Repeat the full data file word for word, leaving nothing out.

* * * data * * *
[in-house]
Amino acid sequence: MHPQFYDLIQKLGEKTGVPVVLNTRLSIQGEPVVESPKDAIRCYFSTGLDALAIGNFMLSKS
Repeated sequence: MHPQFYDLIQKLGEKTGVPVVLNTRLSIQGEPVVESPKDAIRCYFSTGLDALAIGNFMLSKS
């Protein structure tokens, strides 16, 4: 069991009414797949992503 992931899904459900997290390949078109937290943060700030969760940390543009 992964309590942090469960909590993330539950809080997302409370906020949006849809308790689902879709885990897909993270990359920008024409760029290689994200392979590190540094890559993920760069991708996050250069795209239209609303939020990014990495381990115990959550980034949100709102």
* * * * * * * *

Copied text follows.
[in-house]
Amino acid sequence: MHPQFYDLIQKLGEKTGVPVVLNTRLSIQGEPVVESPKDAIRCYFSTGLDALAIGNFMLSKS
Repeated sequence: MHPQFYDLIQKLGEKTGVPVVLNTRLSIQGEPVVESPKDAIRCYFSTGLDALAIGNFMLSKS
């Protein structure tokens, strides 16, 4: 069991009414797949992503 992931899904459900997290390949078109937290943060700030969760940390543009 992964309590942090469960909590993330539950809080997302409370906020949006849809308790689902879709885990897909993270990359920008024409760029290689994200392979590190540094890559993920760069991708996050250069795209239209609303939020990014990495381990115990959550980034949100709102």